• 79. China’s FX reserves reached an all-time high of USD 3.3 tn in February 2012. However, reserves are expected to peak in the mid-term as the country transforms itself from a major exporter of goods into a major exporter of capital Foreign Exchange Reserves (USD bn, 2010-June 2012) Foreign Exchange Reserves Y-o-Y Growth Rate (rhs) USD bn % 3,500 35 3,000 30 2,500 25 2,000 20 1,500 15 China’s foreign exchange reserves 1,000 10 experienced its first quarterly drop in more than a decade in Q4-2011 500 5 0 0 J F M A M J J A S O N D J F M A M J J A S O N D J F M J 2010 2011 2012Source: China Monthly Economic Indicators; People’s Bank of China; The Beijing Axis Analysis The Beijing Axis 80
  • 80. According to various estimates, the renminbi remains undervalued, relative to other currencies, by some 5 to 20 percent¹ Annual RMB Exchange Rate² (2001-H1 2012) EUR AUD ZAR USD RUB JPY KRW 160 AUD 140 EUR 120 JPY KRW ZAR Renminbi appreciating against world’s RUB major currencies thus far in 2012 100 USD 80 60 2001 2002 2003 2004 2005 2006 2007 2008 2009 2010 2011 H1 2012Note: (1) There are varying perceptions on the degree of undervaluation; however, most international and domestic observers agree the currency is undervalued (2) index 2001 = 100Source: PBOC; Various; The Beijing Axis Analysis The Beijing Axis 81
  • 81. Since China resumed the floating exchange rate mechanism in June 2010, the RMB has appreciated by around 12% in real terms against the US dollar RMB to USD Exchange Rate (100, 2010-June 2012) 690 680 In June 2010, China announced 670 that it will target the RMB against a basket of currencies rather 660 than solely on the USD In April 2012, China announced that 650 it will widen RMB’s daily trade limit against the USD from 0.5% to 1% 640 630 620 J F M A M J J A S O N D J F M A M J J A S O N D J F M A M J 2010 2011 2012Source: China Monthly Economic Indicators; US Treasury Department; The Beijing Axis Analysis The Beijing Axis 82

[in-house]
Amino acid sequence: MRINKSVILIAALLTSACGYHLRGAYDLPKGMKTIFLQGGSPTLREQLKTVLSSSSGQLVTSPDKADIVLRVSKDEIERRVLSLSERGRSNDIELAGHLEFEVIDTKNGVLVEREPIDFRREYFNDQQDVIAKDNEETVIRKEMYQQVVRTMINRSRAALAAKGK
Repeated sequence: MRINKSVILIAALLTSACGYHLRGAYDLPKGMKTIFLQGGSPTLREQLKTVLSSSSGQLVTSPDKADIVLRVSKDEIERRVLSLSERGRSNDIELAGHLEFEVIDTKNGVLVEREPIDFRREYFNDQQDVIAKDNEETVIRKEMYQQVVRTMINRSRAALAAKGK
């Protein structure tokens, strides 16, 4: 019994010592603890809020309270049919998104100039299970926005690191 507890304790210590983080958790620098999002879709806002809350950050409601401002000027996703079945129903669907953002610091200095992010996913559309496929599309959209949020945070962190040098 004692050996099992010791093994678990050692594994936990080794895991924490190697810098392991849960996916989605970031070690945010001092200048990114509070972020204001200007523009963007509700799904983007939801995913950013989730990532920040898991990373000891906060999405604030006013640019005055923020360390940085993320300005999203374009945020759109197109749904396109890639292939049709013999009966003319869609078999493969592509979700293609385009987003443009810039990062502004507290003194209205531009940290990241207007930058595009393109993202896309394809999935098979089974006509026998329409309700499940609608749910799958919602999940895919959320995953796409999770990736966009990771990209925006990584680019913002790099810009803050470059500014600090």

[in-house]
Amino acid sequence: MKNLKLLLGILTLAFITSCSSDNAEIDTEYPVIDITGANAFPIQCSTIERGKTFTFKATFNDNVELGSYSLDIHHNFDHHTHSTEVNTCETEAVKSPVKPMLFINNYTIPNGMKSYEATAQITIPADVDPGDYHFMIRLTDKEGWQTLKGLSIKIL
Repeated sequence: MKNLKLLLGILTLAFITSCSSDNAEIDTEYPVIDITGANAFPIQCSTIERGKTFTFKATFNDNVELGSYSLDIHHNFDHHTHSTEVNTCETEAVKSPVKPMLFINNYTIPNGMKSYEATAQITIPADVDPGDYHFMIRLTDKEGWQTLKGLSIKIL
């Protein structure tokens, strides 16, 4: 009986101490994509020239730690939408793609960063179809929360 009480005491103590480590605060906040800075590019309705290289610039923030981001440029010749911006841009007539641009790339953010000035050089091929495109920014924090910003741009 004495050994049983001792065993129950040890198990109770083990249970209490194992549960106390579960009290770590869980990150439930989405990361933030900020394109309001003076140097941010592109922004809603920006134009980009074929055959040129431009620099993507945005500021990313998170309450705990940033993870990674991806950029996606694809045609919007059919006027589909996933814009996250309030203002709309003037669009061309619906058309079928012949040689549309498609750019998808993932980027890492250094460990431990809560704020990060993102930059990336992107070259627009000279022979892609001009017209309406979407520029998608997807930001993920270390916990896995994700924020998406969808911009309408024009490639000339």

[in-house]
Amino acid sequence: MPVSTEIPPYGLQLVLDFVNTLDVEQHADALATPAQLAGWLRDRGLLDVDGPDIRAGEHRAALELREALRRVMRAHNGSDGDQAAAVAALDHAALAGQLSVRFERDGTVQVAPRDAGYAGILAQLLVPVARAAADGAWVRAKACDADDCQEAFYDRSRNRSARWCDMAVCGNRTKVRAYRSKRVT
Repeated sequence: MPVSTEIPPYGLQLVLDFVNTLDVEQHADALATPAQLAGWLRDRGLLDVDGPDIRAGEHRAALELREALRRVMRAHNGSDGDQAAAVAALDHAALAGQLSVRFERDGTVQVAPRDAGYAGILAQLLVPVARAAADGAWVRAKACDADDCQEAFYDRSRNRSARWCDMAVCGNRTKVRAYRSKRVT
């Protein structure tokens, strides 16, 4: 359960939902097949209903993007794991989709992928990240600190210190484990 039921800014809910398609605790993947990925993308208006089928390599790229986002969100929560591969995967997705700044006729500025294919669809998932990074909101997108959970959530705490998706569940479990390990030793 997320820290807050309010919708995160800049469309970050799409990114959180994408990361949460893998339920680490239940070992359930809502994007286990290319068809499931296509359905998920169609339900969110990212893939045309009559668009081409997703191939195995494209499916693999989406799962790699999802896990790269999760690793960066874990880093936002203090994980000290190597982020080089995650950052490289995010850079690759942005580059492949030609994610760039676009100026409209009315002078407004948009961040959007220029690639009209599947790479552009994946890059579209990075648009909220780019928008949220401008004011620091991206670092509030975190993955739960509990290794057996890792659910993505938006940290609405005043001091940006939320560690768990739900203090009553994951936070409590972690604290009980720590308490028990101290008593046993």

• 82. Agenda1. Foreword2. What’s New: China Moves Towards Growth Moderation and Sustainability3. China Economic Indicators - Selected Macroeconomic Indicators - Domestic Consumption and Foreign Trade - Domestic and Foreign Investment - Financial Indicators - Social Indicators4. International Comparison5. Conclusions and Implications6. About The Beijing Axis The Beijing Axis 83 The Beijing Axis 83
  • 83. China has the world’s largest population at 1.347 bn people, although its population growth rate has slowed to below 0.6% China’s Population Indicators (mn, 1978-2011) Population Population Growth Rate 1,500 1.8% 1,000 1.2% 500 0.6% 0 0.0% 78 79 80 81 82 83 84 85 86 87 88 89 90 91 92 93 94 95 96 97 98 99 00 01 02 03 04 05 06 07 08 09 10 11Source: IMF; CNBS; The Beijing Axis Analysis The Beijing Axis 84
  • 84. China has around 12 million births per year. Although Chinese born during the boom in the mid-1980s are now reaching childbearing age, China’s birth rate has declined significantly rising costs of living are discouraging young families from having more than one child China’s Annual Births (mn, 1980-2011) Birth Rate Natural Growth Rate 30 18% Children born during the boom of the mid- 1980’s are entering childbearing age 20 12% Rising costs of living are discouraging young urban families from having more than one child 10 6% 0 0% 80 81 82 83 84 85 86 87 88 89 90 91 92 93 94 95 96 97 98 99 00 01 02 03 04 05 06 07 08 09 10 11Source: CNBS; The Beijing Axis Analysis The Beijing Axis 85